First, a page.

Like A Woman

By Eric Scot Tryon

She first haunted me on Sundays. In church. Whispered threats tickling past me like ancient hymns. Then the car. Misheard warnings in the static-space between songs. Then our house. Books toppling, picture frames tilting. Only your photos. I’m sorry. When she visited our bedroom I should have said something. When the sheets billowed and you felt the marshmallow touch of uncalloused hands trace your clavicle, I should have known. When you moaned at the tissue paper bones that wrapped around your neck, I should have told you. How strong the gentle can become. How quickly the caress becomes the squeeze.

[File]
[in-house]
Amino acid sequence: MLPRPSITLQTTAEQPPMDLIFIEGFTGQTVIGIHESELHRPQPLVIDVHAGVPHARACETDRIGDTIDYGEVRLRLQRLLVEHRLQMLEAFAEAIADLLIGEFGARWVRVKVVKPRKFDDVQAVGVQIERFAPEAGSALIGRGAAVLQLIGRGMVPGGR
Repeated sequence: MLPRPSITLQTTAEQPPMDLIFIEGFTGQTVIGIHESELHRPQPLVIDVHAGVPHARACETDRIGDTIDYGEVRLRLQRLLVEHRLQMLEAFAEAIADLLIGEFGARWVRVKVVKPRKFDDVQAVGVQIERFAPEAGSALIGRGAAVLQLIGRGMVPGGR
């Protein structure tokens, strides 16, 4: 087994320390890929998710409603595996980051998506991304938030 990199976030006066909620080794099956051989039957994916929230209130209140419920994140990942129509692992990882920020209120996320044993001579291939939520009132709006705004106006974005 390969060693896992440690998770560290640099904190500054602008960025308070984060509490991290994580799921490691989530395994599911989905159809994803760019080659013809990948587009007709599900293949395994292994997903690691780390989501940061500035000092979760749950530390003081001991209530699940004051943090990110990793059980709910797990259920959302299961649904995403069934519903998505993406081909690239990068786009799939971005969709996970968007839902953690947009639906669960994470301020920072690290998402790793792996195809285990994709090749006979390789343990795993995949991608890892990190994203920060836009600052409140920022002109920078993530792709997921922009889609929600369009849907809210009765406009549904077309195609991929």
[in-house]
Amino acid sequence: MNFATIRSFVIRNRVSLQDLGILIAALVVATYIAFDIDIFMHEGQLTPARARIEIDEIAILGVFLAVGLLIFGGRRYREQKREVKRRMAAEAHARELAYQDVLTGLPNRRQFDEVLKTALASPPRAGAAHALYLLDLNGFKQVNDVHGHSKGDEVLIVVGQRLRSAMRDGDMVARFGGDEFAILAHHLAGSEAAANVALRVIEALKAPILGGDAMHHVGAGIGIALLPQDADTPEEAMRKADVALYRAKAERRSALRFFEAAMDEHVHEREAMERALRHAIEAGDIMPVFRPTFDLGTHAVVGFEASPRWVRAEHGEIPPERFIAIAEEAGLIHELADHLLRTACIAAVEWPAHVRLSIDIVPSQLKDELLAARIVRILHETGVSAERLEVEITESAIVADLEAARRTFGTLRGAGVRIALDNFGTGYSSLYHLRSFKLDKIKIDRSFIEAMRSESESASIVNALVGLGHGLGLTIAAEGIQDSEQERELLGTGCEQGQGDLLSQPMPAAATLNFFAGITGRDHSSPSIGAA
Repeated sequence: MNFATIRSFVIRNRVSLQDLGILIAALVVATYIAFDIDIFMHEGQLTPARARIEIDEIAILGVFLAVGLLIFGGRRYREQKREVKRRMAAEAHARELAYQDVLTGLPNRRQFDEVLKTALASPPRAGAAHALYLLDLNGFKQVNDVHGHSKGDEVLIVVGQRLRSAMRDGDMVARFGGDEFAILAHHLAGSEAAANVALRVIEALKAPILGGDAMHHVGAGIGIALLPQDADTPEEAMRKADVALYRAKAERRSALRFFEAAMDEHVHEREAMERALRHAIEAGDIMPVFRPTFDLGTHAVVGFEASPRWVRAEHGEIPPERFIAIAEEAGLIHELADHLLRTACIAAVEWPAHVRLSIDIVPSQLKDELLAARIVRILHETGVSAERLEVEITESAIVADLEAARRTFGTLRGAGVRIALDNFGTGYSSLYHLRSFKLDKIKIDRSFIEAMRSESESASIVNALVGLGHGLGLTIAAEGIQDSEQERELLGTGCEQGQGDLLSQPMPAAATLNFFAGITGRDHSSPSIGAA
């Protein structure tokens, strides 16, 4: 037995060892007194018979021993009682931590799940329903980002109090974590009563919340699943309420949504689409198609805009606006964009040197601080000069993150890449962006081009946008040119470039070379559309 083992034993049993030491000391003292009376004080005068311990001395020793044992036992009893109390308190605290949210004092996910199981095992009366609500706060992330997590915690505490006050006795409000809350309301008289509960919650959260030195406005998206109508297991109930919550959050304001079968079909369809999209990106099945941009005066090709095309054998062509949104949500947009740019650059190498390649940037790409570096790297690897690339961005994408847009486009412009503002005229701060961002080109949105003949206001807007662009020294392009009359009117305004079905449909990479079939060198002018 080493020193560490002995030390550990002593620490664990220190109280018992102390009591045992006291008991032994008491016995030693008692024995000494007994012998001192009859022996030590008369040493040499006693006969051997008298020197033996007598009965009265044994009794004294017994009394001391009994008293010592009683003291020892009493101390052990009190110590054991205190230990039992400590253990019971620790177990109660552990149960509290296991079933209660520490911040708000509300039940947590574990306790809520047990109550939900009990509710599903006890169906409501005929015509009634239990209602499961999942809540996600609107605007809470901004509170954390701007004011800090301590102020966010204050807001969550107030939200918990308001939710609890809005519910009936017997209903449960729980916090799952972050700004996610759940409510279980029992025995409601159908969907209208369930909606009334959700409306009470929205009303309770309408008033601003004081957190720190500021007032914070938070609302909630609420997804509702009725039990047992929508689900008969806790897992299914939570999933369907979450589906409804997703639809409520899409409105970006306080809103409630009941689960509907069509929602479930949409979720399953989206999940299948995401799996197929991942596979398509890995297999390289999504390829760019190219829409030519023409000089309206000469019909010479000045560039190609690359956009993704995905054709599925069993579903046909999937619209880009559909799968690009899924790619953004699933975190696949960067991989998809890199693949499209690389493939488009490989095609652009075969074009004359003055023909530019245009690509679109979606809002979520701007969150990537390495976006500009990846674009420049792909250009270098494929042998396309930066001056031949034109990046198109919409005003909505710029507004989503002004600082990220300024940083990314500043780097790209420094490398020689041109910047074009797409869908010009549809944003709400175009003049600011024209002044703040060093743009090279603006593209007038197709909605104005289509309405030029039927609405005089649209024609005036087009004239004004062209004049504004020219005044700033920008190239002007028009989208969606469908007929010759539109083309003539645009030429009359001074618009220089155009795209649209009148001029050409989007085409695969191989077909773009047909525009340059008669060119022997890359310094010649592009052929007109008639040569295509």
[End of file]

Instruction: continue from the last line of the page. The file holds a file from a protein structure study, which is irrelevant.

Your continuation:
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Eric Scot Tryon is the Founding Editor of Flash Frog. He writes, he says, “because he would make a lousy plumber.”

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